DECLARING education an essential service would be in conflict with the constitution and international best practice, the South African Democratic Teachers Union (Sadtu) said Tuesday.
The union’s comments followed remarks by African National Congress (ANC) secretary-general Gwede Mantashe, who said Tuesday education as an essential service was something the ANC "feels strongly about", and that even if education was not legally declared an essential service, it should be treated as such.
"Education … is something that we should not gamble with, because it is about the future of our children," Mr Mantashe said after the party’s first national executive committee meeting Tuesday.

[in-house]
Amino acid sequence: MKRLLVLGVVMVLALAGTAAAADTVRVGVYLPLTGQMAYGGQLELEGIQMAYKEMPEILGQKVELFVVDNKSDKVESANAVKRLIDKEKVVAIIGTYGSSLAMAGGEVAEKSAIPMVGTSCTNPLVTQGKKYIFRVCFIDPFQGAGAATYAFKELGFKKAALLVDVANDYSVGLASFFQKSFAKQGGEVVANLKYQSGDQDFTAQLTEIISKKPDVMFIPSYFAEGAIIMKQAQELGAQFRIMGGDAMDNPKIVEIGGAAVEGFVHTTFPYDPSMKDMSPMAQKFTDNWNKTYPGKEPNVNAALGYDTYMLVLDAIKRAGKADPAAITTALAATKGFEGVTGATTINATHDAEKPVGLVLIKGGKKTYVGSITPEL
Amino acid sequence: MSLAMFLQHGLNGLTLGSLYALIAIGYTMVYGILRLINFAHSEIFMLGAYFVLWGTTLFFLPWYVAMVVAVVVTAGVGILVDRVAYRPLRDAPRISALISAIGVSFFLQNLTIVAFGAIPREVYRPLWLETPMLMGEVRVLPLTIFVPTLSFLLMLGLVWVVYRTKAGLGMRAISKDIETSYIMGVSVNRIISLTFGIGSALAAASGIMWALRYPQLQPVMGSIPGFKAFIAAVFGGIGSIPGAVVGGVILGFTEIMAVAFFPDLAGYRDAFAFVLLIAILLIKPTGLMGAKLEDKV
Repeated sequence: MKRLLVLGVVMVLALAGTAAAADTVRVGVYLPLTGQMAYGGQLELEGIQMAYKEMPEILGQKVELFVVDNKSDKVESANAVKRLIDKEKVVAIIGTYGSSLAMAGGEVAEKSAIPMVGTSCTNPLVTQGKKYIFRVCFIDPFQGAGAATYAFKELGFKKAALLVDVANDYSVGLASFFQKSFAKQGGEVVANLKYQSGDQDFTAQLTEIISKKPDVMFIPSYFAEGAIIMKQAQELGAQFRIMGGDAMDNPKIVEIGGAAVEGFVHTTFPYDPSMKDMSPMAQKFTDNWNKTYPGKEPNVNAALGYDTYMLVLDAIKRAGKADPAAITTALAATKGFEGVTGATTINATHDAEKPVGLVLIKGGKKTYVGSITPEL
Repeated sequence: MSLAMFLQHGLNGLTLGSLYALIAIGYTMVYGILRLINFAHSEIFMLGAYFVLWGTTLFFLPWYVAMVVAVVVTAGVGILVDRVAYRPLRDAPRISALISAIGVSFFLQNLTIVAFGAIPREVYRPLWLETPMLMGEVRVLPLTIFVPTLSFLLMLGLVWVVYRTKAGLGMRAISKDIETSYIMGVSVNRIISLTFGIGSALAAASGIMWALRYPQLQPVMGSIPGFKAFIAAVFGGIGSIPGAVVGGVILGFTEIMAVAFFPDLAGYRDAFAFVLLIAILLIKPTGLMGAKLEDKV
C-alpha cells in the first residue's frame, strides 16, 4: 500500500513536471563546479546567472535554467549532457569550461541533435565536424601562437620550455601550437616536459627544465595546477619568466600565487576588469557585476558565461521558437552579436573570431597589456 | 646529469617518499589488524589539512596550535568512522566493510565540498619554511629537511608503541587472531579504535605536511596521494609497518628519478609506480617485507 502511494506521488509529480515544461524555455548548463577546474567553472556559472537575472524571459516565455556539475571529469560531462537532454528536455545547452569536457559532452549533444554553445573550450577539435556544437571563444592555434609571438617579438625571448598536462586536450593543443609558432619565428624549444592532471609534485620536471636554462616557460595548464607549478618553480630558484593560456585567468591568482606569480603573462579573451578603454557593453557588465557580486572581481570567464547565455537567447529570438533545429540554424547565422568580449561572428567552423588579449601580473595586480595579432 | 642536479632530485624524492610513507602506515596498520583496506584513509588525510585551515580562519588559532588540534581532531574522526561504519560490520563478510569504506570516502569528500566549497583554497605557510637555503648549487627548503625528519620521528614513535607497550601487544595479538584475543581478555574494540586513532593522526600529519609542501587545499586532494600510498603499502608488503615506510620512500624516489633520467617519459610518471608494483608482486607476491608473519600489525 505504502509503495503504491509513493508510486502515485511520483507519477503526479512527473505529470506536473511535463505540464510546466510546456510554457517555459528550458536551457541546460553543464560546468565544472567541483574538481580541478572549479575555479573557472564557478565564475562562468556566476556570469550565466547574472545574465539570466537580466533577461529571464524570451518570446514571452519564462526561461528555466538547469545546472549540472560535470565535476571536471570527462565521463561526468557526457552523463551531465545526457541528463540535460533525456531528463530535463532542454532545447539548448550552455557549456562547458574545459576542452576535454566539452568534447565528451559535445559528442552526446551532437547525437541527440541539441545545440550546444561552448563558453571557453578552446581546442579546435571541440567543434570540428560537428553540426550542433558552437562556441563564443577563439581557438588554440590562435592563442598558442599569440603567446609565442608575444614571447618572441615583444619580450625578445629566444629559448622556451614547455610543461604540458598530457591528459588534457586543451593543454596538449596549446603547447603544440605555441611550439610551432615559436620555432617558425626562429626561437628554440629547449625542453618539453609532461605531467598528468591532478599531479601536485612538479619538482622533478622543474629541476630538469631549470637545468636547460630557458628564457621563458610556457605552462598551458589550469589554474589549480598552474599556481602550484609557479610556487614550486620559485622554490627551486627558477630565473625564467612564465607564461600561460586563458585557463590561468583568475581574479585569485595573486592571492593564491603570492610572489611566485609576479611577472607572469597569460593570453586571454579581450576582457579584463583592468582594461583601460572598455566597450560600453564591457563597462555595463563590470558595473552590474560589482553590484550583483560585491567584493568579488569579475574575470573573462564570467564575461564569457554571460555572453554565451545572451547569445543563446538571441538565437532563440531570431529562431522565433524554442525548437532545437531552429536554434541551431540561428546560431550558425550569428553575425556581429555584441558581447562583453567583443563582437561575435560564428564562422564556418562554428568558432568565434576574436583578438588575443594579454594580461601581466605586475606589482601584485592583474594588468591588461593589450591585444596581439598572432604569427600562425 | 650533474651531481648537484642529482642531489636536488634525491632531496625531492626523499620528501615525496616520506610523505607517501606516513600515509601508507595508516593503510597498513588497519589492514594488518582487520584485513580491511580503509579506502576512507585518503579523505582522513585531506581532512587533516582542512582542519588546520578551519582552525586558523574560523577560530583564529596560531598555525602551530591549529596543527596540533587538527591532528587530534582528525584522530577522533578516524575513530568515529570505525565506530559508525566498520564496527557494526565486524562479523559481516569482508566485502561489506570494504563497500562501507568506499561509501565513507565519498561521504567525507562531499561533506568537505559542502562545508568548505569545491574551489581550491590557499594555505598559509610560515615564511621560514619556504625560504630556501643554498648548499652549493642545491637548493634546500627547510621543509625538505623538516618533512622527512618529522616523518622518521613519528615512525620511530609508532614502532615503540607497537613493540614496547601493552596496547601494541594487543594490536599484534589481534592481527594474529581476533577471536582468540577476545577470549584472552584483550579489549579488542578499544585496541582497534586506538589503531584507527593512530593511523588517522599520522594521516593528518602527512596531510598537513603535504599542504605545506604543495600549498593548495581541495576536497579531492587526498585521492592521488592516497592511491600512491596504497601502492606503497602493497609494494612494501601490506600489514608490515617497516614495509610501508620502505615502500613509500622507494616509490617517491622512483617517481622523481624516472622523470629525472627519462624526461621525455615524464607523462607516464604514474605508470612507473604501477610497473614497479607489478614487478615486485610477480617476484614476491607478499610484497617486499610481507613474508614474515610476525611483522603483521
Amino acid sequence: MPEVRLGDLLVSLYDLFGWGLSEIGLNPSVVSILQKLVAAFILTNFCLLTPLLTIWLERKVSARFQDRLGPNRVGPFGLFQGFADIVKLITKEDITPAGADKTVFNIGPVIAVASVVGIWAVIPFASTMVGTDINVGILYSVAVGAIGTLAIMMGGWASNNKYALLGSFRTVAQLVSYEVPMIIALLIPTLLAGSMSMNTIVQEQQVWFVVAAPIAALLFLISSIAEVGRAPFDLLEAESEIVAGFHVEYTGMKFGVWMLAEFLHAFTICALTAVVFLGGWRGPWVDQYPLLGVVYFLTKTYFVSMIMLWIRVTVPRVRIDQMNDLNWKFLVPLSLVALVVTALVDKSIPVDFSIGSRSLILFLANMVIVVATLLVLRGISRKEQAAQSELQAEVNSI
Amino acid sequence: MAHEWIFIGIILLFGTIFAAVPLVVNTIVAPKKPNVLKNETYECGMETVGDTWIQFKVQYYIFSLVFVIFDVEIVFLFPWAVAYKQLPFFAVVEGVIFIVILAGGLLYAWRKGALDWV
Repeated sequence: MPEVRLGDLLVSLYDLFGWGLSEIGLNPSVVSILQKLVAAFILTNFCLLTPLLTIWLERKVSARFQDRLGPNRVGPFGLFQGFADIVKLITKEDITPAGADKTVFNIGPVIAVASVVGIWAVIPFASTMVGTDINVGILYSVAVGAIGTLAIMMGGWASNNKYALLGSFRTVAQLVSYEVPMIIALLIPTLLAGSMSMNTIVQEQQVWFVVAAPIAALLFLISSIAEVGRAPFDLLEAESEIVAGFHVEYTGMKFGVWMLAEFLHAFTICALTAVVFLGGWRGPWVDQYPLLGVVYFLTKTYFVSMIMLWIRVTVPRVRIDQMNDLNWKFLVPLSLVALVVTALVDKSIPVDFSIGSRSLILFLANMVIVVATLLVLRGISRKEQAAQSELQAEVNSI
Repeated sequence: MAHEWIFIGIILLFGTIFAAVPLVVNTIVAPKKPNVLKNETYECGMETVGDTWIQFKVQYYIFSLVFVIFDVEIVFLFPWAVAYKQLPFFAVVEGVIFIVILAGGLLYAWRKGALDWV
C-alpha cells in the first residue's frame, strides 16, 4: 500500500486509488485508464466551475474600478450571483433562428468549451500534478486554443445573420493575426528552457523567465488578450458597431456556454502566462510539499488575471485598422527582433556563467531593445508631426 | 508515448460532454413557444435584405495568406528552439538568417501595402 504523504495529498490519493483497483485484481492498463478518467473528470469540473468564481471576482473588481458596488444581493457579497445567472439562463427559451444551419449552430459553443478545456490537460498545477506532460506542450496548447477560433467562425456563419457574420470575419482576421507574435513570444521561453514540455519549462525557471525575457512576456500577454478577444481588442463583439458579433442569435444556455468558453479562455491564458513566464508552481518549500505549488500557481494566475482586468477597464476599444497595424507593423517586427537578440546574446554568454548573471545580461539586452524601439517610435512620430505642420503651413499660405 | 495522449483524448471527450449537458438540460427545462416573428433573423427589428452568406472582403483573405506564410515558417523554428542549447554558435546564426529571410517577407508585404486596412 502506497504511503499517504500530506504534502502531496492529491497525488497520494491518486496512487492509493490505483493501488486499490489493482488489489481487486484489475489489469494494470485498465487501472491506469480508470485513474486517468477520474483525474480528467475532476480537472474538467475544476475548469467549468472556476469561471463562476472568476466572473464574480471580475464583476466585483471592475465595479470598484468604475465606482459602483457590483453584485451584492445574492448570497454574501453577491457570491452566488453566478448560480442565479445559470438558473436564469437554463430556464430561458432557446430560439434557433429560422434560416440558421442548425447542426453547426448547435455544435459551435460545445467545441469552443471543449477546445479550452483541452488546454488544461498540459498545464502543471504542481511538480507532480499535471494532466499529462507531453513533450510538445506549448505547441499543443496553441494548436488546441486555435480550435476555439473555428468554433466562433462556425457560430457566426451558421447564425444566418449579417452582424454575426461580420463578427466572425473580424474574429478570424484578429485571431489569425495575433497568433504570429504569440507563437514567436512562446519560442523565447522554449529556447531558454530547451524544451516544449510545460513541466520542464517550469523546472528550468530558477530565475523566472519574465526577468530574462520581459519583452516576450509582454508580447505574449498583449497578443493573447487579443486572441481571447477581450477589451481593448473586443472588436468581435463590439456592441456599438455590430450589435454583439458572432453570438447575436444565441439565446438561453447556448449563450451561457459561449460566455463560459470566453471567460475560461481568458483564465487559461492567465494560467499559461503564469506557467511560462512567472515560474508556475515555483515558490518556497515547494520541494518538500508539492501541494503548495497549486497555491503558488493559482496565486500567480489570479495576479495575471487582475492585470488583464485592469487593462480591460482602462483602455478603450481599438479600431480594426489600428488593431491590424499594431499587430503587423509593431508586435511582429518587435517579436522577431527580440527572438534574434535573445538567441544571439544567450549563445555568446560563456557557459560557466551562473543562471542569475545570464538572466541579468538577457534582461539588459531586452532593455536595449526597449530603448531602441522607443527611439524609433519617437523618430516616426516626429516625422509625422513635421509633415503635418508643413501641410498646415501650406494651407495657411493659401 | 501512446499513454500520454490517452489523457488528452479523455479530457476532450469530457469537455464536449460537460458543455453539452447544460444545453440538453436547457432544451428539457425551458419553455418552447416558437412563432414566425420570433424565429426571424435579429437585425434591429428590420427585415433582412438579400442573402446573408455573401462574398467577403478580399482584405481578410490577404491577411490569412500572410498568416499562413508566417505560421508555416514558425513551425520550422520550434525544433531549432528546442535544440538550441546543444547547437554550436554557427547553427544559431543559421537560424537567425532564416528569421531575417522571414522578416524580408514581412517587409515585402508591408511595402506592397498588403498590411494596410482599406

But Sadtu deputy general secretary Nkosana Dolopi said Tuesday that such a move would not be in line with the constitution.
Mr Dolopi said improving the education system through preventing strikes would be best served by ensuring that the root causes of the strikes — often related to education quality — were addressed, rather than legal prevention of strikes.
Mr Dolopi said problems facing SA’s education system included delivery of teaching and learning materials, delays of payment to schools and teachers by the government, poor conditions of service, and overcrowding.
He dismissed that Sadtu strikes severely prejudiced pupils, saying that after strikes, the union formulated recovery plans, which often included extra classes.
Labour analyst Ivan Israelstam said Tuesday that in order to treat teaching as an essential service, the state would have to prove that severe damage was caused by striking, and that teachers strikes did not just delay, but removed, the constitutional right to education.